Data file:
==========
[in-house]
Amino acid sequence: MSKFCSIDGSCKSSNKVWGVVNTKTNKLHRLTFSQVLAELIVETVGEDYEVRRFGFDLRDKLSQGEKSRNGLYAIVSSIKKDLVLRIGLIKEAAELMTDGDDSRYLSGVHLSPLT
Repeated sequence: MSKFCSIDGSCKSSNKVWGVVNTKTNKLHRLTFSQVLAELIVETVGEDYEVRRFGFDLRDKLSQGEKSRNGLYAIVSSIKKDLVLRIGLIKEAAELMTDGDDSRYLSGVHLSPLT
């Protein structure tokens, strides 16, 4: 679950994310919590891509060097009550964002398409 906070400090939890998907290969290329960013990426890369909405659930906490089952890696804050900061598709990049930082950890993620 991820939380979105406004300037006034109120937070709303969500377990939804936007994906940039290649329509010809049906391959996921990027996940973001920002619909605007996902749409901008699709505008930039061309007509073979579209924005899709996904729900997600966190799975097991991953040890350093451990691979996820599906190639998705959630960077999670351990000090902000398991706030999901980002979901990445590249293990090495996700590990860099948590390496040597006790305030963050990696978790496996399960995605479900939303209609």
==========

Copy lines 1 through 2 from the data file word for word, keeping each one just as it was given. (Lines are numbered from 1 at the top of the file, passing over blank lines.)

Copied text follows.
[in-house]
Amino acid sequence: MSKFCSIDGSCKSSNKVWGVVNTKTNKLHRLTFSQVLAELIVETVGEDYEVRRFGFDLRDKLSQGEKSRNGLYAIVSSIKKDLVLRIGLIKEAAELMTDGDDSRYLSGVHLSPLT